When a Rick’s Bakery delivery truck wrapped in colorful graphics was struck and damaged, owner Rick Boone had to send an entire panel of the vehicle to Dallas to have the damage repaired.
“Not many people in the area were doing it back then,” owner Rick Boone said regarding the process of wrapping an entire vehicle in vinyl adhesive. He had the company vehicle wrapped in early 2007.
Today many area businesses specialize in the service from initial design to installation. In as little as three weeks, automobiles businesses drive each day could serve as a moving marketing platform sure to turn heads.
For $10 to $15 per square foot, business owners can convert their automobiles into roaming billboards that last for up to three years. Cost of wrapping a vehicle is determined primarily by square footage, but number of panels and amount of time spent on the design also factor into the price.
“We’ll take pictures of the company vehicle and get really good measurements and then we’ll get that into the computer and scale that up to size and basically we’ll just mock up, based on their ideas,” said Mike Niccum, owner of Graphics By Mike in Springdale. “Once they approve that, we’ll do what we call making it real.”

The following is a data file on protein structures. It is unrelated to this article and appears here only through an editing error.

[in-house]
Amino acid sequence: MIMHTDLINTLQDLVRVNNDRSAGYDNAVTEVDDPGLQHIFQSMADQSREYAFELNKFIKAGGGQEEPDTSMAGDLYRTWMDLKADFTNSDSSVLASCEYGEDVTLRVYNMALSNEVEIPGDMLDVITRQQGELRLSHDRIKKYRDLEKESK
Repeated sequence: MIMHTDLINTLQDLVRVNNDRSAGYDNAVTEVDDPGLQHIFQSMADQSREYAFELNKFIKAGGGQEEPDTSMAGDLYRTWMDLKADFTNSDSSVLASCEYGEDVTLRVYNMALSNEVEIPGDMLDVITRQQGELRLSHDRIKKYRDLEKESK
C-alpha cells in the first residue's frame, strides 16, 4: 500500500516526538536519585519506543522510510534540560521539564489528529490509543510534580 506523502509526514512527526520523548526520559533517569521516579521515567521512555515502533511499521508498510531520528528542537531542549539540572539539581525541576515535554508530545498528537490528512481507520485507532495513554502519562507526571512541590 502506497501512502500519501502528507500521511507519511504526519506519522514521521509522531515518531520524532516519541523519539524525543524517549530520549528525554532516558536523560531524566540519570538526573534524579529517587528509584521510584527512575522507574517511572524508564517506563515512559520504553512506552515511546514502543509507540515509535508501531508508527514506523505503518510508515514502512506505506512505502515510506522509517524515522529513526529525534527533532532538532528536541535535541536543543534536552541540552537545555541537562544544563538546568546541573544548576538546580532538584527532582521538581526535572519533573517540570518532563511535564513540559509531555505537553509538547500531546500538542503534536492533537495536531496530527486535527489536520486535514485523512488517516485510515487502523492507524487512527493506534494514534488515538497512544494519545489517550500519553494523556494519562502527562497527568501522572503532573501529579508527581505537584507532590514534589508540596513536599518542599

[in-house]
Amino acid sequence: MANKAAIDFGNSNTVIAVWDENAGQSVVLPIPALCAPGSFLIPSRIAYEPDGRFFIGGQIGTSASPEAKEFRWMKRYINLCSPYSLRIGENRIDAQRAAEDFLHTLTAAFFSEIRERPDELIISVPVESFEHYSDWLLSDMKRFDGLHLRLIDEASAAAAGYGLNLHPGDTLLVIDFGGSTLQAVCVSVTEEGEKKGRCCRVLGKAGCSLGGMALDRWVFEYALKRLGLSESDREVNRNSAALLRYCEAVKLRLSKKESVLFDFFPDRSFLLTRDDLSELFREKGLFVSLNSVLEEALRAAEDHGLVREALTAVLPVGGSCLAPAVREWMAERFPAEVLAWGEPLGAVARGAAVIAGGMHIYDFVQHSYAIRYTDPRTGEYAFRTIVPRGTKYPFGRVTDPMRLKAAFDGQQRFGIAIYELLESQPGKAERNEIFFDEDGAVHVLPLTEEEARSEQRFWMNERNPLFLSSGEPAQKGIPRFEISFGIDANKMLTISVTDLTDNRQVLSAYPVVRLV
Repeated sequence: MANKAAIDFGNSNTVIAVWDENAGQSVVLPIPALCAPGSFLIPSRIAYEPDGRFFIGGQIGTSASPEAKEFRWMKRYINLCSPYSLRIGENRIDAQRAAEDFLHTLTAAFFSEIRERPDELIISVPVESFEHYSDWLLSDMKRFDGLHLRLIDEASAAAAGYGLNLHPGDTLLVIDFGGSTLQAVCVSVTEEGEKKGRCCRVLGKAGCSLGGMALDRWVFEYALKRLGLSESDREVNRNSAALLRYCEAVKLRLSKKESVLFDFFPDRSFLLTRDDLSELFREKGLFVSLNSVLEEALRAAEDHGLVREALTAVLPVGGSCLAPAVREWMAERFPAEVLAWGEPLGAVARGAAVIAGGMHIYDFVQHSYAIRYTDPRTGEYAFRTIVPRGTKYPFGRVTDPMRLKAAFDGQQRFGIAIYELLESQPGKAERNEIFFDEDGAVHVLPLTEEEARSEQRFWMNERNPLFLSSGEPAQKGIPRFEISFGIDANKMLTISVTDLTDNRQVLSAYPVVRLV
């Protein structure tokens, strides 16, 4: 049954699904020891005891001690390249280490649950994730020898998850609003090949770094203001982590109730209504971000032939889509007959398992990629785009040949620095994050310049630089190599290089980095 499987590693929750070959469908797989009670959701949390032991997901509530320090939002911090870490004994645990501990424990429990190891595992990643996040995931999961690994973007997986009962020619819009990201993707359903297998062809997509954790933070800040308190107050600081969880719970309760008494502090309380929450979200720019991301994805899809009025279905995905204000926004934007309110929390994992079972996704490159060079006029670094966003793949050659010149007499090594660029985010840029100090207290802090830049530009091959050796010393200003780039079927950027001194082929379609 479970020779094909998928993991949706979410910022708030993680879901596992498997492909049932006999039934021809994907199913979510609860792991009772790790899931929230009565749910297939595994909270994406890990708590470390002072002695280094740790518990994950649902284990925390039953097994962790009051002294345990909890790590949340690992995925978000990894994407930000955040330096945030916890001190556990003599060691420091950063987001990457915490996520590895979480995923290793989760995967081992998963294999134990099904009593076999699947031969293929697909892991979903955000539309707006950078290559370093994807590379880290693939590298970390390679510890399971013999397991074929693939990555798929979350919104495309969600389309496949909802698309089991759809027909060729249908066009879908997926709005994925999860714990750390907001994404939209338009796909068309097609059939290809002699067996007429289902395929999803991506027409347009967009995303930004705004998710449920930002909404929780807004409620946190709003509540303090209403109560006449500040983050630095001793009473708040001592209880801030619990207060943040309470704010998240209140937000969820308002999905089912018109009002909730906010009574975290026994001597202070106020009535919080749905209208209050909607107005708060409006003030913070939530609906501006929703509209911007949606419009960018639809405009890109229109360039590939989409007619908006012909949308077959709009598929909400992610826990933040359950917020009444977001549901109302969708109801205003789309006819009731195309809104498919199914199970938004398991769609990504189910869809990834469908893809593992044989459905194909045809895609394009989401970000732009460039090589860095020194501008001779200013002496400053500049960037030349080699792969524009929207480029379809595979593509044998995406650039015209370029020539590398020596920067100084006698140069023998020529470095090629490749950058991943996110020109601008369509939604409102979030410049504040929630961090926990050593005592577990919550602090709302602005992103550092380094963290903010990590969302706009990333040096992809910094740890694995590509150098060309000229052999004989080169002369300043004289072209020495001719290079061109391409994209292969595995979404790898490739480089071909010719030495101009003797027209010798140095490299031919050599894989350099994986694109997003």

“Making it real” means printing the multiple panels of vinyl adhesive and applying them to vehicles.
“There are several companies that make the material but we always use 3M,” Niccum said. “They basically invented the stuff.”
Picture a huge sticker that attaches seamlessly to a car door or even a rear window. Once printed, these giant adhesive sheets may be applied in a few days and have a staying power of three years or more, depending on wear and tear.
Among Niccum’s clients are Gillette, McNaughton Realty and Fast Lane Bowl, whose rainbow-colored eye-catching Hummer, serves to promote the new entertainment destination in Rogers. This wrap utilized between 230 to 250 square feet and cost about $4,000, a price tag that included the design and instillation.
“We basically gave him a concept and told him to work with it and use his artistic freedom to create it,” said Bobby Eichler of Fast Lane Bowl. “Any impact we have has been positive.
“We actually worry about people paying too much attention while driving down the road,” he said when asked about any negative aspects of vehicle wraps. “We definitely get peoples’ heads turning while we’re driving.”
At Northwest Arkansas Sign Shop in Fayetteville, owner Steve Holden prides himself in the many printers he utilizes to print banners and vinyl adhesive.
“This printer is museum quality,” he said pointing to a large format printer. “This could reproduce an oil painting.”
“Wraps can also be put on windows and even buildings,” Holden explained regarding the versatility of the medium. His storefront was a testament to the latter – covered top to bottom in vinyl adhesive.
The vinyl adhesive is easily removed with a little heat and does not damage the car’s paint job.